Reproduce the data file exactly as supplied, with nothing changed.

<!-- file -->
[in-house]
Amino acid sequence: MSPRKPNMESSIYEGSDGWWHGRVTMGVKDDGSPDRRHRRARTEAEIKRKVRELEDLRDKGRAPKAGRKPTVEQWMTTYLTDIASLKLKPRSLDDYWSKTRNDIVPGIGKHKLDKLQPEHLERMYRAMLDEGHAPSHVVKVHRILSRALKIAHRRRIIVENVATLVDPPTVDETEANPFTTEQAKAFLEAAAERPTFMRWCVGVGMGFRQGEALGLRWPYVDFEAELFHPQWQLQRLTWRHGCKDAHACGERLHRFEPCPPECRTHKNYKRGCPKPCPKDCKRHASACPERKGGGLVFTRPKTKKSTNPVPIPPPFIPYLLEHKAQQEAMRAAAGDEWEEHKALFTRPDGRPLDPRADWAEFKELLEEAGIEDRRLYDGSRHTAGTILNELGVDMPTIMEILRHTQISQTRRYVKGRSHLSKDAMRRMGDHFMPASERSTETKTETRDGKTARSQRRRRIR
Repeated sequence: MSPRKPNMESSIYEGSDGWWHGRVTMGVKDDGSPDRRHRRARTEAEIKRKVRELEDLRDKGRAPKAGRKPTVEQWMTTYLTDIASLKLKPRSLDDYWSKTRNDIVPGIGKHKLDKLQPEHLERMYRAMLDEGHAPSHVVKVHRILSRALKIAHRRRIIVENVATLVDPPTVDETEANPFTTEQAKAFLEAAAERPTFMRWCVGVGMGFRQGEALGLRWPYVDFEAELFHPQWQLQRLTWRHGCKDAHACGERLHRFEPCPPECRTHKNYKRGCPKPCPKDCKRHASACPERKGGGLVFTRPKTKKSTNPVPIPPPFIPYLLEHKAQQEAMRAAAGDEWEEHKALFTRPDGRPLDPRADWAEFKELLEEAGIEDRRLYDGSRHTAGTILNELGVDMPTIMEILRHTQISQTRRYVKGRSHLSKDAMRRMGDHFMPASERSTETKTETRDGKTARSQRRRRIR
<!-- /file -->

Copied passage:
[in-house]
Amino acid sequence: MSPRKPNMESSIYEGSDGWWHGRVTMGVKDDGSPDRRHRRARTEAEIKRKVRELEDLRDKGRAPKAGRKPTVEQWMTTYLTDIASLKLKPRSLDDYWSKTRNDIVPGIGKHKLDKLQPEHLERMYRAMLDEGHAPSHVVKVHRILSRALKIAHRRRIIVENVATLVDPPTVDETEANPFTTEQAKAFLEAAAERPTFMRWCVGVGMGFRQGEALGLRWPYVDFEAELFHPQWQLQRLTWRHGCKDAHACGERLHRFEPCPPECRTHKNYKRGCPKPCPKDCKRHASACPERKGGGLVFTRPKTKKSTNPVPIPPPFIPYLLEHKAQQEAMRAAAGDEWEEHKALFTRPDGRPLDPRADWAEFKELLEEAGIEDRRLYDGSRHTAGTILNELGVDMPTIMEILRHTQISQTRRYVKGRSHLSKDAMRRMGDHFMPASERSTETKTETRDGKTARSQRRRRIR
Repeated sequence: MSPRKPNMESSIYEGSDGWWHGRVTMGVKDDGSPDRRHRRARTEAEIKRKVRELEDLRDKGRAPKAGRKPTVEQWMTTYLTDIASLKLKPRSLDDYWSKTRNDIVPGIGKHKLDKLQPEHLERMYRAMLDEGHAPSHVVKVHRILSRALKIAHRRRIIVENVATLVDPPTVDETEANPFTTEQAKAFLEAAAERPTFMRWCVGVGMGFRQGEALGLRWPYVDFEAELFHPQWQLQRLTWRHGCKDAHACGERLHRFEPCPPECRTHKNYKRGCPKPCPKDCKRHASACPERKGGGLVFTRPKTKKSTNPVPIPPPFIPYLLEHKAQQEAMRAAAGDEWEEHKALFTRPDGRPLDPRADWAEFKELLEEAGIEDRRLYDGSRHTAGTILNELGVDMPTIMEILRHTQISQTRRYVKGRSHLSKDAMRRMGDHFMPASERSTETKTETRDGKTARSQRRRRIR